Space Exploration Technologies Corp.’s (SpaceX) Starlink satellite internet constellation is facing criticism from California-based satellite internet provider Viast about its ability to remain financially healthy in the foreseeable future. Starlink is currently fighting to retain access to the 12Ghz frequency band for its user terminals and secured nearly a billion dollars of funding from the Federal Communications Commission (FCC) for the Rural Digital Opportunity Fund (RDOF) which aims to provide rural America with broadband internet.

As part of its criticism of Starlink’s ability to effectively meet the RDOF obligations, Viasat aimed comments made by SpaceX’s chief Mr. Elon Musk at the Mobile World Congress in Barcelona earlier this year. At the event, the executive touched upon the difficulties of financially managing Starlink,  the service’s long-term aims and planned upgrades, among other details.

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Starlink Dismisses Viasat Concerns As Anticompetitive and Outlines That Only FCC Can Determine Its RDOF Eligibility

Viasat’s initial opposition to Starlink’s $886 million RDOF funding win hinged around the facts that Starlink’s promise that it will manage its RDOF commitments by introducing technological upgrades to the system and user terminals is inconsistent with the program’s award criteria and that even if the service did introduce upgrades, it would still be unable to meet the RDOF requirements.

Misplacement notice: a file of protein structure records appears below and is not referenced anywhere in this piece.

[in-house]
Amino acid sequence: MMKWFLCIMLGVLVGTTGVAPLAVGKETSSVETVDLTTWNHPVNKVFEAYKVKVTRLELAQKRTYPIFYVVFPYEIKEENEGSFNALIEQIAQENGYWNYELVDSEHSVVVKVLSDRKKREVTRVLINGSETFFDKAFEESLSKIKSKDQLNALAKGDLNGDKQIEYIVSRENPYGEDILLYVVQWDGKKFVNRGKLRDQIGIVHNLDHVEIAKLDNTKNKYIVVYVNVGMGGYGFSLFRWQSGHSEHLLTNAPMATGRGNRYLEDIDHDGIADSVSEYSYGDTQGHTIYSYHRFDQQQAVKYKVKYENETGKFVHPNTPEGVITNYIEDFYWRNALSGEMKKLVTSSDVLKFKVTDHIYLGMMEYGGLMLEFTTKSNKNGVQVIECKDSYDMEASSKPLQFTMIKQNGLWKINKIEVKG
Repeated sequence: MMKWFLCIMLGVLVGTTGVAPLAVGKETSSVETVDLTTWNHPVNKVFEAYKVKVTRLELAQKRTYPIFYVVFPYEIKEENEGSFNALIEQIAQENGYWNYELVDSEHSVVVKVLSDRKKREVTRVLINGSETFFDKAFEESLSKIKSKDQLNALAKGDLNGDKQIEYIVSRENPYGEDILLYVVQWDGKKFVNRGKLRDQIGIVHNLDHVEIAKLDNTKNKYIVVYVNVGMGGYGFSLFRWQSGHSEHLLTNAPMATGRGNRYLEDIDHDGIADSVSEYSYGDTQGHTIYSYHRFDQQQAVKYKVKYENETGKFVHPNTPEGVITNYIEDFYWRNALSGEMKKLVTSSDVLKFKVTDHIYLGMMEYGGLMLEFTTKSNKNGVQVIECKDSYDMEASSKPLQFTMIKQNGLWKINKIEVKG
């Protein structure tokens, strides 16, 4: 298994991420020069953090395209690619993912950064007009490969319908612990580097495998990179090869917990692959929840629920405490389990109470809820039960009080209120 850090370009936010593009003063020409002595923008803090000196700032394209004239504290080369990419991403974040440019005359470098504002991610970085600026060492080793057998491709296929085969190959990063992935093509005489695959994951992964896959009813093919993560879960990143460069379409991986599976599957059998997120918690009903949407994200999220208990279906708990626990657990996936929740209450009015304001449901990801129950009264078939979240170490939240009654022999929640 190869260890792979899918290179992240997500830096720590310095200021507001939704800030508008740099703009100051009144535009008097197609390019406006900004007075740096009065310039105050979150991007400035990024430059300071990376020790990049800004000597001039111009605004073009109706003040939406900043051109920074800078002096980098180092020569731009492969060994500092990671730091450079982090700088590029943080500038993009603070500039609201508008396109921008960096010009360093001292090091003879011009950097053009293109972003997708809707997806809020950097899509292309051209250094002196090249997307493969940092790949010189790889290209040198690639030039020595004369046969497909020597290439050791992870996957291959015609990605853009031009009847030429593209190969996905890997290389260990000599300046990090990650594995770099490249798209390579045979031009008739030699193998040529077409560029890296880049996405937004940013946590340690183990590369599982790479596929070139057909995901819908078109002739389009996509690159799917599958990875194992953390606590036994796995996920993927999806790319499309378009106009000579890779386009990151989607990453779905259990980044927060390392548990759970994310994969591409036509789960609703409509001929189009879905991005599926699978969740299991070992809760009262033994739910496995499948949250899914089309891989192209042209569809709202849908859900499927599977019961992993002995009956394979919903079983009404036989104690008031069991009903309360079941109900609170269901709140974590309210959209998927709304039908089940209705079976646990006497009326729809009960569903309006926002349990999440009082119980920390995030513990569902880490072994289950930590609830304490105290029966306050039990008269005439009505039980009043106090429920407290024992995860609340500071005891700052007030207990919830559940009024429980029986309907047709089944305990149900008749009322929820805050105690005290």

In response, SpaceX’s head of satellite policy, Mr. David Goldman, submitted a brief response to the FCC stating that it is the Commission’s and not competitors’ responsibility to evaluate the merits of a service for public funding.

In its opposition, Viasat had accused Starlink of ”ignoring” a detailed study that it had submitted showing that technical constraints left Starlink unable to provide adequate internet coverage to the RDOF recipients, alongside claiming that upgrades to the user terminals and software were unfeasible at removing the highlighted technical constraints.

Viasat’s summary of its analysis which it claims, reveals that Starlink cannot meet the FCC’s RDOF requirements. Image: Viasat, Inc., Ex Parte Presentation June 1, 2021